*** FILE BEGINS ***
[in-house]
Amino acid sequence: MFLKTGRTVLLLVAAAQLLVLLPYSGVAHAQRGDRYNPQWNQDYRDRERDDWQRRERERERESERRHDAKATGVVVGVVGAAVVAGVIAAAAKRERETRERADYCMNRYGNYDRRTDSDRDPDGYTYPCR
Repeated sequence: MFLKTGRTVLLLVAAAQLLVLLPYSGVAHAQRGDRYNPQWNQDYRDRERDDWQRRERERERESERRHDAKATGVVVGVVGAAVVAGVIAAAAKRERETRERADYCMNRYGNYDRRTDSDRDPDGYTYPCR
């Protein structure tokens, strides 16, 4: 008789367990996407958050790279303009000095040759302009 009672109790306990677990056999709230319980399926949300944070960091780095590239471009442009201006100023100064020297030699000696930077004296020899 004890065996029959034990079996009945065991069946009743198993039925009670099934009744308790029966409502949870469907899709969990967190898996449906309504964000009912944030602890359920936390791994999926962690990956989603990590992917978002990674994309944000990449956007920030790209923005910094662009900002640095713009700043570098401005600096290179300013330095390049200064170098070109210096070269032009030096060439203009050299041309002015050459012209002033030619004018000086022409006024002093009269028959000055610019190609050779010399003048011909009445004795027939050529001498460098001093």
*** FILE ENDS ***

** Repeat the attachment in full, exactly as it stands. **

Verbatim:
[in-house]
Amino acid sequence: MFLKTGRTVLLLVAAAQLLVLLPYSGVAHAQRGDRYNPQWNQDYRDRERDDWQRRERERERESERRHDAKATGVVVGVVGAAVVAGVIAAAAKRERETRERADYCMNRYGNYDRRTDSDRDPDGYTYPCR
Repeated sequence: MFLKTGRTVLLLVAAAQLLVLLPYSGVAHAQRGDRYNPQWNQDYRDRERDDWQRRERERERESERRHDAKATGVVVGVVGAAVVAGVIAAAAKRERETRERADYCMNRYGNYDRRTDSDRDPDGYTYPCR
């Protein structure tokens, strides 16, 4: 008789367990996407958050790279303009000095040759302009 009672109790306990677990056999709230319980399926949300944070960091780095590239471009442009201006100023100064020297030699000696930077004296020899 004890065996029959034990079996009945065991069946009743198993039925009670099934009744308790029966409502949870469907899709969990967190898996449906309504964000009912944030602890359920936390791994999926962690990956989603990590992917978002990674994309944000990449956007920030790209923005910094662009900002640095713009700043570098401005600096290179300013330095390049200064170098070109210096070269032009030096060439203009050299041309002015050459012209002033030619004018000086022409006024002093009269028959000055610019190609050779010399003048011909009445004795027939050529001498460098001093």